SHERWOODSo then are…
SHERWOODMay I just say, follow up that sentence? So are you trying to reach some kind of socioeconomic balance?
SMITHI'm trying to insure that we, as a community, are involved together in a conversation around what our students' assignment policies are. There's some practical considerations that we just -- that we have to address. But I think at the same time it's an opportunity to think about how this can be connected to a fair system and a system that supports quality for everybody.
NNAMDIMy experience has been that parents do not accept the rationale that we will be improving this school. So is this proposal intended to make available more seats in quality schools as soon as possible?
SMITHSo some of the things that have come out of this proposal are focused on exactly that point, Kojo. So there are a couple of specific ideas that have emerged that I think have gotten some traction for certain communities. One is this conversation about a selective middle school, particularly placing it east of the river. And to provide opportunity for families that are looking for that level for rigor to have a selective option at the middle school, which we don't have anywhere in the city now.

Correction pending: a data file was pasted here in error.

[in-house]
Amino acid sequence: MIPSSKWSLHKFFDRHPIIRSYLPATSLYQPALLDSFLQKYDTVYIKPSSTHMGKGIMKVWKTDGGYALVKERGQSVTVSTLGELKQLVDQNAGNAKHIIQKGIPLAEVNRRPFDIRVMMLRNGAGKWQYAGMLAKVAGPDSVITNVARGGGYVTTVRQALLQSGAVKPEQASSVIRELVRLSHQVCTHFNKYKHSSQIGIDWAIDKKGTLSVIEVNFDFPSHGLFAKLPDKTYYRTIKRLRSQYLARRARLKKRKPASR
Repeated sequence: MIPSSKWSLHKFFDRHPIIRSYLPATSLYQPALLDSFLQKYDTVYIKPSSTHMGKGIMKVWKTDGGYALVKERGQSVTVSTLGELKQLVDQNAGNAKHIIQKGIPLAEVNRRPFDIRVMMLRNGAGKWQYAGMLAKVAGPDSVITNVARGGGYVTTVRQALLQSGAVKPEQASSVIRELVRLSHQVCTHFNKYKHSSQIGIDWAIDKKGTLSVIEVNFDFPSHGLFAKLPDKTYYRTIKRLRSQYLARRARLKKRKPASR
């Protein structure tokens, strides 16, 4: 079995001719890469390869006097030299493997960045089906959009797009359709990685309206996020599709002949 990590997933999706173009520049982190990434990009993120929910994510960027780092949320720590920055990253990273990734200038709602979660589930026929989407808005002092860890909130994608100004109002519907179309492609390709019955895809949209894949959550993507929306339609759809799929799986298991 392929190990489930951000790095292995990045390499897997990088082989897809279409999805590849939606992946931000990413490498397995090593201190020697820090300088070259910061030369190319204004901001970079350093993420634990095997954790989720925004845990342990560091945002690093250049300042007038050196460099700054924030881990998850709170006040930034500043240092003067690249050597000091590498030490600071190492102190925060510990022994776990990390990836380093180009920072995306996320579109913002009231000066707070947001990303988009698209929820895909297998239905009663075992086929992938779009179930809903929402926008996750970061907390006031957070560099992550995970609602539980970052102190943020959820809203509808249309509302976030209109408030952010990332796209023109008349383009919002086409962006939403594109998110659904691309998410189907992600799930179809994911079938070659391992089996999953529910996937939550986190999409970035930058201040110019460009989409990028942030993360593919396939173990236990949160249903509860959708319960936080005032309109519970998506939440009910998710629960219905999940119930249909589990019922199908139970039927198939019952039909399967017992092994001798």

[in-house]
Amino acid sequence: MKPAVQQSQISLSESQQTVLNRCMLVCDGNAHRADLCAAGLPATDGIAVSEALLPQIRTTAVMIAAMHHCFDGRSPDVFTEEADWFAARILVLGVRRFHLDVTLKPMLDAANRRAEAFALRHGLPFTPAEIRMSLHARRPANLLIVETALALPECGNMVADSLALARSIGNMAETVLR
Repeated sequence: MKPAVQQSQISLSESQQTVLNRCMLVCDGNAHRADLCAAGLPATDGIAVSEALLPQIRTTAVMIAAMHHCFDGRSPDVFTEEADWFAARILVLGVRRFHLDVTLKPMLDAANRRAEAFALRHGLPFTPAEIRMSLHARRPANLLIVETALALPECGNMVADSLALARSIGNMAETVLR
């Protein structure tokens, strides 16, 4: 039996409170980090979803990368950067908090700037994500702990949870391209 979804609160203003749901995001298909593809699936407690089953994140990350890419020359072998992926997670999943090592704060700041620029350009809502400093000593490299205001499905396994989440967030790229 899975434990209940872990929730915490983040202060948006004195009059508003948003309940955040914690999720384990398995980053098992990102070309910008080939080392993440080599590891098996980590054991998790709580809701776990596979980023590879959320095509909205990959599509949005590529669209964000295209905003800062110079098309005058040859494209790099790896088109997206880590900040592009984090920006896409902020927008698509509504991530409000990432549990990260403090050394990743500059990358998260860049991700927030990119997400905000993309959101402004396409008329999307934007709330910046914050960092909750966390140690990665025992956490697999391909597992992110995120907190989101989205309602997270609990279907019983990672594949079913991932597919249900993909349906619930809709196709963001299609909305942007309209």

SMITHAnother is looking at whether there are magnet programs that can be incomprehensive high school. So they still would be comprehensive high schools, in that case and neighborhood schools, but you'd have an opportunity to have some kind of specialized programming. So those are some things I think that have been part of the conversation that can help support this move towards quality.
NNAMDII'm afraid that's all the time we have. Abigail Smith, this is clearly a continuing conversation, so I'll expect to be talking to you about it again sometime in the near future.
SMITHThank you so much, Kojo.
SHERWOODAnd can I just say, I respect the effort of trying to get the schools to be something that every parent wants to send his or her child to. It just seems to me that we're playing Chinese checkers when we should be playing checkers.